40 years ago

There are two kinds of meetings at our village hall – the laid-back kind, usually held in summer, which can be one long, droning yawn. But when the place is packed, there’s a good chance for discontent, estrangement, even internecine backbiting. Like the meeting of May 26, 1969.

An overflow crowd expected conclusive action by the council on the zoning board of appeal’s recommendation to build two high-rise apartments on the west side of Desplaines Avenue, north of Roosevelt Road. The audience was mostly neighbors and – as the Review reporter put it – “dissidents of every progressive project sponsored by the village.” The restive crowd revealed its impatience when Mayor Witt put off the issue for discussion under New Business. When attorney for the objectors, Leslie Smith, was denied an opening statement, his constituents became disgruntled. When Smith finally spoke, they cheered. Much ado on the part of the council then followed, and the order of business seemed to bog down. Witt then announced the final decision would be made at the next meeting.

From a distance of 40 years, it seems like these are the struggles of any green, leafy town of one- or two-story homes evolving with time, change and a future that’s always a step or two ahead. Give it a passing thought next time you pass by the five(!) condo-apartment complexes at the Big Curve on Desplaines Avenue.

From the May 28, 1969, Forest Park Review

30 years ago

Bright and early Friday morning, Officer John Scott was about his business patrolling Roosevelt near Marengo. School kids passing in no great hurry. Morning rush-hour drivers doing their thing, too – at a nice, easy pace. Just north of Roosevelt on Circle, a couple of workmen were busy loading a welder generator onto their flatbed truck. It was almost a Reader’s Digest scene, cover by Norman Rockwell.

Skeptic that he was, the patrolman guessed that one element in the picture might not fit, so he queried the pair loading the welder generator. They told Scott they found it in a nearby alley and were just carrying it away. Turned out the $2,700 unit had just been taken an hour ago from a work crew in the next block. Heigh-ho, heigh-ho: It’s off to the slammer they go.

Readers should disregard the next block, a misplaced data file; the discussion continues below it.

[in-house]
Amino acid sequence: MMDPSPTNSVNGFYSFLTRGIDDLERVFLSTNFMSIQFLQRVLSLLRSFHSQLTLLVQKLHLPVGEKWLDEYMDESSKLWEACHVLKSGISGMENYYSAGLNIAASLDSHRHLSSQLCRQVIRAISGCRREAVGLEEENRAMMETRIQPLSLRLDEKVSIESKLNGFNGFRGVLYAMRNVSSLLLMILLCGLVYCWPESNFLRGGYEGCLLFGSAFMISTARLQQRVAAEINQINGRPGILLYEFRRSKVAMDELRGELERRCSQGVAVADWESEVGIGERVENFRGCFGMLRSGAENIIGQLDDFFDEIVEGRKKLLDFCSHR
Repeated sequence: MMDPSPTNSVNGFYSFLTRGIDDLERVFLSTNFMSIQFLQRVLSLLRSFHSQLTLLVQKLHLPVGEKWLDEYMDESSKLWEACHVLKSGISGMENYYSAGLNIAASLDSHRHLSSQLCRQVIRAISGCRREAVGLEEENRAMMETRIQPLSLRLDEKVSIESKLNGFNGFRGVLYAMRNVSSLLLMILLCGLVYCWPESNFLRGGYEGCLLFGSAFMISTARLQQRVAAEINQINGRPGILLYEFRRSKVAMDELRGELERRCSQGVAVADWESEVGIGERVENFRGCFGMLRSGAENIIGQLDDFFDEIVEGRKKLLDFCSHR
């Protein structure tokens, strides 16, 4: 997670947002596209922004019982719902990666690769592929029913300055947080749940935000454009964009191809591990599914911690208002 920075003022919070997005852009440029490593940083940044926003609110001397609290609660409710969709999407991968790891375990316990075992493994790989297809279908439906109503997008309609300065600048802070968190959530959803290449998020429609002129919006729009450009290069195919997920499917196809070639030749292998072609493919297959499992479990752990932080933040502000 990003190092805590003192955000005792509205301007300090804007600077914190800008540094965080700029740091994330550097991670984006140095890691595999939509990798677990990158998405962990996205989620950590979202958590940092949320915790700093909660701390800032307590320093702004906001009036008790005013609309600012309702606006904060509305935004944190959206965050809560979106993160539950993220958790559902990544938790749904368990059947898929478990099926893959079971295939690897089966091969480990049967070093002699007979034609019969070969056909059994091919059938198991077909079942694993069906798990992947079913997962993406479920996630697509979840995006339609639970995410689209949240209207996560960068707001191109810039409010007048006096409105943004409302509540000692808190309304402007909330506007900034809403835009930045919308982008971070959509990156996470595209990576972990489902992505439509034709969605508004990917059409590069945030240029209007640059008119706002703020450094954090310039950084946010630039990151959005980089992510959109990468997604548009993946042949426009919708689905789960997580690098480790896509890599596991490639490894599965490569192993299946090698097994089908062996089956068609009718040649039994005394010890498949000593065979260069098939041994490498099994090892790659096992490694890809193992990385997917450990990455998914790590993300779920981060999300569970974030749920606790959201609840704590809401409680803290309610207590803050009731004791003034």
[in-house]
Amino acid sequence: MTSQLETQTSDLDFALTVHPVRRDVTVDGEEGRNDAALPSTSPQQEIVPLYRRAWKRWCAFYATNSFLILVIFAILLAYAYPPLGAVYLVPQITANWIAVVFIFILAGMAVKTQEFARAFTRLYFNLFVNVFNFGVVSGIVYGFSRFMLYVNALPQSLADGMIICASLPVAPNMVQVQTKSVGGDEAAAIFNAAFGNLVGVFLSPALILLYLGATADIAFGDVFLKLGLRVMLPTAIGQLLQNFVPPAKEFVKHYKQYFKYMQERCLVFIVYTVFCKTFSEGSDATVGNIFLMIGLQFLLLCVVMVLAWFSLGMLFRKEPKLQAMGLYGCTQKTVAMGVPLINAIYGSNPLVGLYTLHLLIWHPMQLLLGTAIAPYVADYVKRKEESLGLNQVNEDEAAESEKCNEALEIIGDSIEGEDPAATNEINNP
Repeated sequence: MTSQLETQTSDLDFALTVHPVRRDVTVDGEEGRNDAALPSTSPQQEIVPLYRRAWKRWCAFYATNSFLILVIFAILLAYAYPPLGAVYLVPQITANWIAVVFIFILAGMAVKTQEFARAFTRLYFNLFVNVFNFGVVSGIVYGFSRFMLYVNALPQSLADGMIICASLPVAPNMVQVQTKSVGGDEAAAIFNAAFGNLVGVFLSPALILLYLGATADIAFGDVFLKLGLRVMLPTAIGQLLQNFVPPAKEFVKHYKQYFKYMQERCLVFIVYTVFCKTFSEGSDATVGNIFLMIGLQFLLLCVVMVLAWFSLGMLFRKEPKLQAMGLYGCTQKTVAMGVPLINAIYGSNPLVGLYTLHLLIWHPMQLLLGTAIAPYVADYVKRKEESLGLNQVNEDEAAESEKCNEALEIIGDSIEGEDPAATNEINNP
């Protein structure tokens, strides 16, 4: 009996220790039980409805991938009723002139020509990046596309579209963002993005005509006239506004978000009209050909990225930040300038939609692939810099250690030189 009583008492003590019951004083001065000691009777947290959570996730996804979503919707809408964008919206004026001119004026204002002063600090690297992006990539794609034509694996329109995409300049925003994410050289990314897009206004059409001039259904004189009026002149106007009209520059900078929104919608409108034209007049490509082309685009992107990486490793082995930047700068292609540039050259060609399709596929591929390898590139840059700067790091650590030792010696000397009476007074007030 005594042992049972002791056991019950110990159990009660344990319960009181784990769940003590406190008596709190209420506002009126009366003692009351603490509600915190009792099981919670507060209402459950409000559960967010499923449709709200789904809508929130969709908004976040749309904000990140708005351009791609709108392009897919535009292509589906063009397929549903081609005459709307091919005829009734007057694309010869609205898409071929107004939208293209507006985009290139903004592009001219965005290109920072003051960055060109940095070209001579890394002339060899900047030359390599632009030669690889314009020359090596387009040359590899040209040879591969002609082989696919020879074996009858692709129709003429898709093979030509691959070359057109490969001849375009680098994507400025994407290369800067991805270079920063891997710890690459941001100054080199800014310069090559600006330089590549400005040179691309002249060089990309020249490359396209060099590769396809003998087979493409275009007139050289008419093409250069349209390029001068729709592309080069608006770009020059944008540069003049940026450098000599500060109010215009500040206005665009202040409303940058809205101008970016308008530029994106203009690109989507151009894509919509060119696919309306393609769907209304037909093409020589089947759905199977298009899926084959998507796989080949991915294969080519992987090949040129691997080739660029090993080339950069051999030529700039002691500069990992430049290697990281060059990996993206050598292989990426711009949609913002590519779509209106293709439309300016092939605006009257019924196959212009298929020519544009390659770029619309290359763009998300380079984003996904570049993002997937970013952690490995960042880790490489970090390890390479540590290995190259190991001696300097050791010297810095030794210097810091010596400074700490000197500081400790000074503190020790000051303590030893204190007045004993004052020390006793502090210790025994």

From the May 16, 1979, Forest Park Review

20 years ago

Found in the back of a bottom desk drawer – a nearly forgotten Bob Haeger column containing a completely forgotten Bob Haeger anecdote. You decide if it’s true:

A credit and collections manager of a large car dealership fired off a nasty letter to a car buyer in arrears. “What would your neighbors think,” wrote the credit manager, “if we repossessed your car?” A week later, the customer replied, “I asked my neighbors and they all said it would be a damn shame.”

From the May 9, 1989, Forest Park Review

10 years ago

Five young Forest Park men, including a couple of teenagers, were gathered in the back yard and alley of a home on Wisconsin Avenue in Oak Park at about midnight. The residents, a young married couple, Mr. and Mrs. Michael Callahan, were returning from a night out only to be confronted by four of the loiterers – the fifth was busy urinating on the side of the Callahans’ house.

Words were exchanged, punches were thrown and a hitherto hidden blade was driven into Callahan’s stomach. The five fled, and the victim’s wife, who had tried to intervene, called 911. Her husband was attended to before being rushed to Loyola, where a doctor said, “If Mr. Callahan was not in such excellent physical shape, he might’ve died.” All five jerks were arrested within days.

From the April 17, 1999, Forest Park Review